With a smile, Bojic recalls the time UNAFF invited prominent filmmaker Barbara Trent to the screening of her documentary The Panama Deception, an Oscar-award winning film about the United States invasion of Panama.
“She actually brought her Oscar to the first screening in ‘98. And I vividly remember everyone lining up to touch the statue. People were really happy not only because they met an Oscar winner, but because her topic generated such a powerful message. There may have been only three or four people in the audience who knew about the Panama Invasion. We frequently get the comment ‘Oh, we didn’t know that,’ and that’s actually become a mantra since I founded the festival,” Bojic mentions.
Since the ubiquity of social media like TikTok has turned younger generations into more savvy media consumers children, too, are discovering the value of documentaries. Through the popular UNAFF & Kids and UNAFF in Schools programs, UNAFF brings screenings to schools, free of admission. Kids ages 7-13 can watch a film surrounding a particular topic (such as water, animals, or climate); following the screening, they have the opportunity to get creative and play games to further their knowledge on that subject. The response, Bojic notes, has been “extremely positive.”
“It’s a very practical and hands-on experience. In UNAFF 2021 we had a beautiful documentary about space–Thomas Verrette’s 2021 film Zero Gravity–and the young kids were really inspired to talk with the filmmakers and subjects of the film after the screening to learn more.. Their parents were happy too!” says Bojic.
One of the schools she has worked with, and continues to work with, is the Eastside College Preparatory School in East Palo Alto. Unlike Palo Alto, a hub for Silicon Valley’s “Unicorn” companies, East Palo Alto is populated heavily by minority communities, some of which do not even have access to a theater.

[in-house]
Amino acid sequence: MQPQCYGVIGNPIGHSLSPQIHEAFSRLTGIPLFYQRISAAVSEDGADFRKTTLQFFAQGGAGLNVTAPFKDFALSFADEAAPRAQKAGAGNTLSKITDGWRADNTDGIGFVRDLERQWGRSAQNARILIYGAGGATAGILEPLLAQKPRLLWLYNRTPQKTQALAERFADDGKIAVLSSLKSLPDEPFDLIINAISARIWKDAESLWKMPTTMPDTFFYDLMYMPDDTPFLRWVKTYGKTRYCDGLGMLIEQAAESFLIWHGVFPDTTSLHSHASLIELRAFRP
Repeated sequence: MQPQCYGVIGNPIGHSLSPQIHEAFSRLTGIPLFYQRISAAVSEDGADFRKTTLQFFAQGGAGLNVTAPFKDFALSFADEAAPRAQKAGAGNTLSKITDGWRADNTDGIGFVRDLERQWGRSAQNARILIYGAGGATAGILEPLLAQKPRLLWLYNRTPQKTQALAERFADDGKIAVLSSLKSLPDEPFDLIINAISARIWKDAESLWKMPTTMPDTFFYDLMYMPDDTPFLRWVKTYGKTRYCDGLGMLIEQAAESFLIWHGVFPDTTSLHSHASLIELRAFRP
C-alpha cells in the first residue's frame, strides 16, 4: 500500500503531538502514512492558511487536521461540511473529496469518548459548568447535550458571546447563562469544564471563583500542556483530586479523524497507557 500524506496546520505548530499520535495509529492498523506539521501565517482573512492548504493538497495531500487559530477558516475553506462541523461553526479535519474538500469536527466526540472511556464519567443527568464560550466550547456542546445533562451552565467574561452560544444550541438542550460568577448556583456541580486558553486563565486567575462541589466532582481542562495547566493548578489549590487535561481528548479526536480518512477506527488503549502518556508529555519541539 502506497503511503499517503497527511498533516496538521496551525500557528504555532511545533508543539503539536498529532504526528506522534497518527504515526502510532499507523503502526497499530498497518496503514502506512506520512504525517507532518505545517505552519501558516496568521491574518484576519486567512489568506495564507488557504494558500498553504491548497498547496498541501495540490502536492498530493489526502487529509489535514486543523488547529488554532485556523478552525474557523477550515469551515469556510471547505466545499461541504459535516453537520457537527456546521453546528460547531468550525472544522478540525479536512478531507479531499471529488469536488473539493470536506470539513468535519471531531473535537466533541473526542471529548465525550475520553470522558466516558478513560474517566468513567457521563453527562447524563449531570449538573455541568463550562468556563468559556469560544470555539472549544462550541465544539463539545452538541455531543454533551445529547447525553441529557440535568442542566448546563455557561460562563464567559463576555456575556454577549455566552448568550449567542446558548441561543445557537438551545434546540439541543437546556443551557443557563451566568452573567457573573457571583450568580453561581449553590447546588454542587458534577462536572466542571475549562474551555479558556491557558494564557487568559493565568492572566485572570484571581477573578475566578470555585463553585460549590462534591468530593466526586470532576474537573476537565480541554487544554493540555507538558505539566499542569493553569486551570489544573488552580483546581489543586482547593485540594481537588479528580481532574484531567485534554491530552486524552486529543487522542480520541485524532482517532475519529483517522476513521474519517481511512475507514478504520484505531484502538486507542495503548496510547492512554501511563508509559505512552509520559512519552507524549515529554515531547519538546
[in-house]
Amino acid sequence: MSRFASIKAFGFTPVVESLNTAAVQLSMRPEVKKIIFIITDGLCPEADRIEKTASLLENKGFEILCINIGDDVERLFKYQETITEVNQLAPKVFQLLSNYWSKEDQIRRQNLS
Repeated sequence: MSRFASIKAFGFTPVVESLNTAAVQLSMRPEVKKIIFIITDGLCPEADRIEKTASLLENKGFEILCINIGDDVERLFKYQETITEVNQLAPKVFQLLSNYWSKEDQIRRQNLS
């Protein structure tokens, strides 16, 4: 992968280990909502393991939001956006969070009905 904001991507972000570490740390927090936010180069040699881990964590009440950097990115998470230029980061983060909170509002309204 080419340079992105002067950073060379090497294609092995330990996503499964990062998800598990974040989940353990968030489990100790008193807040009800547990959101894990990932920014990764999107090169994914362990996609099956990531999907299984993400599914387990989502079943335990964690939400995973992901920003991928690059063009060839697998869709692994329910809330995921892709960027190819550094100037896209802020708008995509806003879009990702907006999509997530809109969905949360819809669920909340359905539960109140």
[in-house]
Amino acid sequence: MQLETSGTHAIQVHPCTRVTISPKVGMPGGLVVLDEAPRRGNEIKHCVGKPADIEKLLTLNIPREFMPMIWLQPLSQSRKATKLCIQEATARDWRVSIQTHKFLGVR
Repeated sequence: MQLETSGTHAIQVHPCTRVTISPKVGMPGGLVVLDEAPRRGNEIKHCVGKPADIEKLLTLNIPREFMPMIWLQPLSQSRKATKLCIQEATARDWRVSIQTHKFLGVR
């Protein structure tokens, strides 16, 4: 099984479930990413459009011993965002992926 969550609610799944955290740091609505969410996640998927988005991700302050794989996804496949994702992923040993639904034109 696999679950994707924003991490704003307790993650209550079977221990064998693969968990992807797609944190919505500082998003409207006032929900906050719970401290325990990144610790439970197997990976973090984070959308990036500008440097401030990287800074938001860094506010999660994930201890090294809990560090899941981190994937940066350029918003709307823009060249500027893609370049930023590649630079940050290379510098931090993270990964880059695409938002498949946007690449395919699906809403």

“Sixteen years ago I invited teachers to bring students from East Palo Alto to Stanford for some of the screenings. And I said, ‘Oh, it would be really wonderful if they could see the film, we will definitely give free tickets.’ What happened, actually, is the teachers told us that the students believed they were not worthy to come to Stanford to see the film. That was really shocking to me because I didn’t think it was possible in the 21st Century for any kid to feel they don’t belong. And I said, ‘If they feel like that, we’re going to respect their feelings. But we’ll come to them.’”
Bojic’s work with UNAFF continues to have an impact on many, connecting the Stanford, Palo Alto and East Palo Alto communities so that everybody can experience the unique educational potential of documentary viewing. Her favorite part about her work? Seeing the impact UNAFF has on audiences with her own eyes after each screening. “Everybody is engaged in a creative discussion about our common future. There are some tears and there are some hugs, and those are really rewarding and motivating moments for my dedicated team and myself alike.”
For additional information about UNAFF films, special screenings, events, and more, go to their website. To donate to UNAFF, please visit this page. Filmmakers can submit their documentary to the 26th UNAFF here. UNAFF 2023 will run from October 19-29, 2023 in Palo Alto, East Palo Alto, San Francisco and Stanford University.